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UK: Malling Centenary vs Elsanta
Originally selected in 2006 and formerly identified as EM1764, Malling Centenary was named to celebrate the excellence of fruit research at East Malling over the previous hundred years. Many are predicting it will take over from Elsanta and Sonata as the primary June-bearer variety chosen by UK growers. Since its commercial release in 2013, demand for plants has been staggering with annual plant production rising from a few hundred thousand to in excess of 40 million.
Brix and shelf-life scores have been similar to Elsanta but some growers have claimed the berries of Malling Centenary appear to retain their gloss and shine better after going into the cold chain on the way to the supermarket shelves. These fruit quality characteristics are impressive but it is fruit size and yield of Class 1 fruit that really sets it apart. Across all trials at NIAB EMR Malling Centenary showed good fruit size (average 76% large) and % Class 1 (average 93%). In the AHDB Horticulture-funded substrate grown strawberry variety trial (SF 128), it produced the highest 60-day Class 1 yield of all varieties tested, including 22% more than Elsanta. Malling Centenary produced a very high percentage of Class 1 fruit, with 63% of this being large (35-45mm) sized berries compared to 43% for Elsanta.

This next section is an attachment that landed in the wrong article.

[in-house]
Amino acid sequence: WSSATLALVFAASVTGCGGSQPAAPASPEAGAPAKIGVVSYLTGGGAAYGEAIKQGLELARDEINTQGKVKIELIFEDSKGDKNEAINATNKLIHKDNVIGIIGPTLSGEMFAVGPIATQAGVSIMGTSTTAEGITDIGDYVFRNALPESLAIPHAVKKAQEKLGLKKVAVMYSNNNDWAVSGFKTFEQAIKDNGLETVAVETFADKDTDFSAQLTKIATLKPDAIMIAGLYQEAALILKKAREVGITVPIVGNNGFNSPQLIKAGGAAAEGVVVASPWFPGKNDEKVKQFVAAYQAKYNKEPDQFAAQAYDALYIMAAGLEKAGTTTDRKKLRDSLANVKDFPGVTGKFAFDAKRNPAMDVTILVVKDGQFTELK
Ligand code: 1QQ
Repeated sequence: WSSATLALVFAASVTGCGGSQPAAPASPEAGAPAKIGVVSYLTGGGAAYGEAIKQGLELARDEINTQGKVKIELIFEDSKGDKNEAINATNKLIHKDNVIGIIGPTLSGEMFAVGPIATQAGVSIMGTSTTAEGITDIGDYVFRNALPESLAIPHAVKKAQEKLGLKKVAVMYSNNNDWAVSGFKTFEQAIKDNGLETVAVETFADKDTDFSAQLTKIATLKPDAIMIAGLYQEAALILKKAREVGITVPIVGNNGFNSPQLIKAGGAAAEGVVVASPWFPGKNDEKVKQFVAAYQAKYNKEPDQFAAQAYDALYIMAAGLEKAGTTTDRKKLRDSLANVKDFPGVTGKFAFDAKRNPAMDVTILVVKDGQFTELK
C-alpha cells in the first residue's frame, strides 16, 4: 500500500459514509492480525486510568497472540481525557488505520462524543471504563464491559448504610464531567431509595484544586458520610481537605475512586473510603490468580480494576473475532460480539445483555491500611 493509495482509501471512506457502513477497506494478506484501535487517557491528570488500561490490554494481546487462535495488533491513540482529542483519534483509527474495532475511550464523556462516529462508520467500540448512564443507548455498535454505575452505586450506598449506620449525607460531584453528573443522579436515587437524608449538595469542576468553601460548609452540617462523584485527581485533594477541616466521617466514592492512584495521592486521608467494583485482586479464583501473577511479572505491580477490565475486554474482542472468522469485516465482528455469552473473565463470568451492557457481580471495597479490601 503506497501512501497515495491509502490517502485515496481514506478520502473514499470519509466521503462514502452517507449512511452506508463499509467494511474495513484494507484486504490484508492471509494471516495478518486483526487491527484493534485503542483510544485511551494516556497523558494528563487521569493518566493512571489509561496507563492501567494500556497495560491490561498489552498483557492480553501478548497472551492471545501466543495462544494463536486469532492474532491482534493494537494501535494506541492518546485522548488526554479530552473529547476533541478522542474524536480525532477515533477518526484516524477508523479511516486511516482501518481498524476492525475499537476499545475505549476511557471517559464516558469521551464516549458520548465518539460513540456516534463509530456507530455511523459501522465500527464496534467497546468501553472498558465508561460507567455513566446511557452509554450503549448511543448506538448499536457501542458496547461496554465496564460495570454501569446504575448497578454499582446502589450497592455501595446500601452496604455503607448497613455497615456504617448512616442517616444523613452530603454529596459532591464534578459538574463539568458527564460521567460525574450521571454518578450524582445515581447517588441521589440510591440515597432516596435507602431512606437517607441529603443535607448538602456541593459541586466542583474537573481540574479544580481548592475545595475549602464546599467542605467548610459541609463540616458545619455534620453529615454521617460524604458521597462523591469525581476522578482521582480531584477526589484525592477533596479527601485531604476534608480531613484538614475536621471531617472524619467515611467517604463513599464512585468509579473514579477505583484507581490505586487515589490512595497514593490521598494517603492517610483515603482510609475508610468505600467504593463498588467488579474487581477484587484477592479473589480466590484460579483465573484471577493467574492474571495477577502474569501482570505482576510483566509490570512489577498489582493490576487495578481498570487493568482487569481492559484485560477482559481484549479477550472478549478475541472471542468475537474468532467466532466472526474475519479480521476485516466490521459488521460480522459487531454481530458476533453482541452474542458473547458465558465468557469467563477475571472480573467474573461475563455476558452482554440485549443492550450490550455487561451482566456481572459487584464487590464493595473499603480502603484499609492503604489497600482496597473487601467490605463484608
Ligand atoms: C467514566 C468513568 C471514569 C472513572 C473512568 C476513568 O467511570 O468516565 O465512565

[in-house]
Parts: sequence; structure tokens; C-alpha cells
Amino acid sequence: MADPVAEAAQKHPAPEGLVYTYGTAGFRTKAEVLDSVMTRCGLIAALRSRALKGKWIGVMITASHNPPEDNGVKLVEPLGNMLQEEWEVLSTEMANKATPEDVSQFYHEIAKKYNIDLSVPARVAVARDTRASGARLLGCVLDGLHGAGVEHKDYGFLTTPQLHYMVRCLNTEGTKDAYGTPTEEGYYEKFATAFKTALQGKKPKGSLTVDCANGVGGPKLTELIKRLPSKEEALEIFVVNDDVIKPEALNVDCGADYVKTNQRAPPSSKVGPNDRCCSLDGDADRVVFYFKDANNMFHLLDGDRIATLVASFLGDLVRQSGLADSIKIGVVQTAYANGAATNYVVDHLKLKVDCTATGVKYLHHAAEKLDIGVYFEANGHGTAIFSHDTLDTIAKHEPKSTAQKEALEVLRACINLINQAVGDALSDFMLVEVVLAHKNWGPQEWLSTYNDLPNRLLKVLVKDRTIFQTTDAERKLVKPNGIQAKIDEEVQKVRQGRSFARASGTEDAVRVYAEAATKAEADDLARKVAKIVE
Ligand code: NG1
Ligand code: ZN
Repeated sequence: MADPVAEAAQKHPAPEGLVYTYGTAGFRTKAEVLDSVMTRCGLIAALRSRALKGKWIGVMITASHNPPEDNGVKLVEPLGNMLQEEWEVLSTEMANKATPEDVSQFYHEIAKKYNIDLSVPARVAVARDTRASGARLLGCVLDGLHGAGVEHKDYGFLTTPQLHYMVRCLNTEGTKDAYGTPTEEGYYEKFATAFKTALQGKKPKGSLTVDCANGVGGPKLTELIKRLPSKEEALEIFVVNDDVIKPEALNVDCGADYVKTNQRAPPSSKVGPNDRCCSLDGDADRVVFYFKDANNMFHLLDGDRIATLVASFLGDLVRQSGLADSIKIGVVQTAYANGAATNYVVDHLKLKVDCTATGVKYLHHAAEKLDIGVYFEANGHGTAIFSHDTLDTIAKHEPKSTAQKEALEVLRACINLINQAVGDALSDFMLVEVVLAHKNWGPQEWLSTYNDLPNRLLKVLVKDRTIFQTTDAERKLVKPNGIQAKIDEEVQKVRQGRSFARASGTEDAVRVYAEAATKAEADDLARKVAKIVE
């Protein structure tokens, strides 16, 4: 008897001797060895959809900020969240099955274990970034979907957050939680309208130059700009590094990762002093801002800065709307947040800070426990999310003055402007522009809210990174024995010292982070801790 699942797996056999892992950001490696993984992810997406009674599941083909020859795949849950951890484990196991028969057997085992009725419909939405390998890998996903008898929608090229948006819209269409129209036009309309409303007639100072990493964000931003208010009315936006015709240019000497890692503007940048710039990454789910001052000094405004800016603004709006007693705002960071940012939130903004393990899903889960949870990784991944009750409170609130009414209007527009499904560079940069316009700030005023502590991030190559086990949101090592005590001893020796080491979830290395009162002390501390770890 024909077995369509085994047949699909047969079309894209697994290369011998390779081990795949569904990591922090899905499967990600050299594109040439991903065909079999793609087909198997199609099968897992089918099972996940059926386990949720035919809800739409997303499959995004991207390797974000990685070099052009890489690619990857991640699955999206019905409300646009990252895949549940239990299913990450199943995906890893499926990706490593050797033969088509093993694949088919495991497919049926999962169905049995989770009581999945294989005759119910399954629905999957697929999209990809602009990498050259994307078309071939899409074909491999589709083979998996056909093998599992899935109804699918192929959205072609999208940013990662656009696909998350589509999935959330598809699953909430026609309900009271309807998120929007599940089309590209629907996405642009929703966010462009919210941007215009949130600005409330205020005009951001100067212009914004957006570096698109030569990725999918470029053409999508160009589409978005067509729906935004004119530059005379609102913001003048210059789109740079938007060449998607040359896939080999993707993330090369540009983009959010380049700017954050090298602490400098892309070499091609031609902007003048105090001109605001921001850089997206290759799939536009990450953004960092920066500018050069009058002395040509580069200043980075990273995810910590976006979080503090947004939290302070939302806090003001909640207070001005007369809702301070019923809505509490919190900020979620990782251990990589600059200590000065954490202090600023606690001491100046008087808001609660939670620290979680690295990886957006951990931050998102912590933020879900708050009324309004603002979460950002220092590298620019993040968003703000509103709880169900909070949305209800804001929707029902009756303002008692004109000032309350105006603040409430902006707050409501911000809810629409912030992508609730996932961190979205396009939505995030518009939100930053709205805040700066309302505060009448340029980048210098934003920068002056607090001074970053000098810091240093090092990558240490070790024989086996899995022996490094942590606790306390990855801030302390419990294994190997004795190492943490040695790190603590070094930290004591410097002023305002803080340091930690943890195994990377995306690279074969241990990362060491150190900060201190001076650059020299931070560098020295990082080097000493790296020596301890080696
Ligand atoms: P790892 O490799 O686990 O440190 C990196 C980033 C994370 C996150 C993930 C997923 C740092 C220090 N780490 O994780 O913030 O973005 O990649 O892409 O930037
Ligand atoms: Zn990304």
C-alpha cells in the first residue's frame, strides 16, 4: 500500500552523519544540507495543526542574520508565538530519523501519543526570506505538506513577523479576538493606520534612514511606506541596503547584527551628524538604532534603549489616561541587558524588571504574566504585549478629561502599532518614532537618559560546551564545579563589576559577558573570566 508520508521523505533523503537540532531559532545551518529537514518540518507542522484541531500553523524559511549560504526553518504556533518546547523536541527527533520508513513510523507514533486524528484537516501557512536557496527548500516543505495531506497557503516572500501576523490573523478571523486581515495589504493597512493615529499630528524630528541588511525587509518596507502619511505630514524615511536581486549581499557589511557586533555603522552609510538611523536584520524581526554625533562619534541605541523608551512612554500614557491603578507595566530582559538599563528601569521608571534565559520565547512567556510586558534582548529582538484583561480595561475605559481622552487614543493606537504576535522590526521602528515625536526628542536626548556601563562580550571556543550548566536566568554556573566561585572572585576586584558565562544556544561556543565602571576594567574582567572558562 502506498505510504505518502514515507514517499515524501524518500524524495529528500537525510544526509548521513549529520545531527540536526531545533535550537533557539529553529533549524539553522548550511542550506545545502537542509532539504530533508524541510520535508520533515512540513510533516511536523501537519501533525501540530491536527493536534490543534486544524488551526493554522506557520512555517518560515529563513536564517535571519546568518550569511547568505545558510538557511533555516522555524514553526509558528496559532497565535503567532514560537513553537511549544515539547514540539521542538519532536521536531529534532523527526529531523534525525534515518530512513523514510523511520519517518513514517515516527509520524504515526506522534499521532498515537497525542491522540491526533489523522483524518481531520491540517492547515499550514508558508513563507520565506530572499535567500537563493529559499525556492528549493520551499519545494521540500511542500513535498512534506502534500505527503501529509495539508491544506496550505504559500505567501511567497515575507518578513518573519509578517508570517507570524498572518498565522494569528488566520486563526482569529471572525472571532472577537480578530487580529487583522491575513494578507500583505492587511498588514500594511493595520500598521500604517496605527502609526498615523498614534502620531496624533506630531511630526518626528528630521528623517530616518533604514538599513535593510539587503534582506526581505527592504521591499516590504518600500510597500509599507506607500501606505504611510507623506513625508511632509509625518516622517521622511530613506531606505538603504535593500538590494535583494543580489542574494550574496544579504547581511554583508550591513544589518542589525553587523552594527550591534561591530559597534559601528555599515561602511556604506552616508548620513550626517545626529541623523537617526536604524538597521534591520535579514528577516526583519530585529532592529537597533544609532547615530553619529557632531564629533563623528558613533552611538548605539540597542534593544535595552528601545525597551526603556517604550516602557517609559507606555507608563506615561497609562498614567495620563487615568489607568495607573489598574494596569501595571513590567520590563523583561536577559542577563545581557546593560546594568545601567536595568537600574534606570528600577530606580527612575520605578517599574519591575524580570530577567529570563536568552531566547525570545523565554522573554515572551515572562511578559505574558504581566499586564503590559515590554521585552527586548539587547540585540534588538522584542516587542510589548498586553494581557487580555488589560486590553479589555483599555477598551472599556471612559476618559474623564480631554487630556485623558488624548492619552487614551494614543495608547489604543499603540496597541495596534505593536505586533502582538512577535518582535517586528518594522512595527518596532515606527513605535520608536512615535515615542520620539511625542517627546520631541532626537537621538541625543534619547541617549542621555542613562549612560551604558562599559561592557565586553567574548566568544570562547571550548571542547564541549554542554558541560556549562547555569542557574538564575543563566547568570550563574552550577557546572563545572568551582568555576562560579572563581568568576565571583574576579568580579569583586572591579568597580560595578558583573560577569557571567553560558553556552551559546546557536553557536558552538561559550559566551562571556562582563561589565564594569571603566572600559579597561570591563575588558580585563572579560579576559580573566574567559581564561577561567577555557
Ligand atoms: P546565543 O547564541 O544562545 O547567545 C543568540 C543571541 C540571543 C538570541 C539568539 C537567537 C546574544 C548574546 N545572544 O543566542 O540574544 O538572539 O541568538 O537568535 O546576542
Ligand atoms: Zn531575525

Reducing picking costs
Of all its attributes it is the reduction in picking costs that makes growing Malling Centenary so attractive to growers. The ‘perfect storm’ is already with us as uncertainties over seasonal labour availability post the Referendum Brexit vote, the steep increase in the living wage and discounters keeping strawberry prices low have all conspired to make any savings in picking costs vitally important. Labour expert and Commercial Controller at Asplins P.O. Ltd, Chris Rose says, “Malling Centenary is proving tremendously popular because at a time when the industry is struggling with labour costs and availability, it picks 20% to 25% faster than other June bearers like Elsanta and Sonata.” Chris considers that both berry size and weight (“it’s a denser berry”) contribute to this effect. He continues, “Total yields are comparable to Elsanta but the % total Class 1 is far higher”.
Glasshouse grower Peter Overvoorde at Premier Plants near Hull, thinks that the real advantage of Malling Centenary in saving picking costs is that pickers have fewer decisions to make. As many are grown near or at Class 1 pickers can go much faster. Peter thinks this has nearly doubled picking speeds. “With the increase in the National Living Wage we can’t carry on using varieties with too many decisions to make whether a berry is perfect or goes into the bin.” According to Peter for traditional early production in heated glass, growers have had to tolerate the fact that “with growing Elsanta you’ll end up with 10 to 20% of small, Class II with misshapes and scarred fruit.” In his first trial of Malling Centenary Peter was delighted with “the fantastic shape and only 3% Class II”.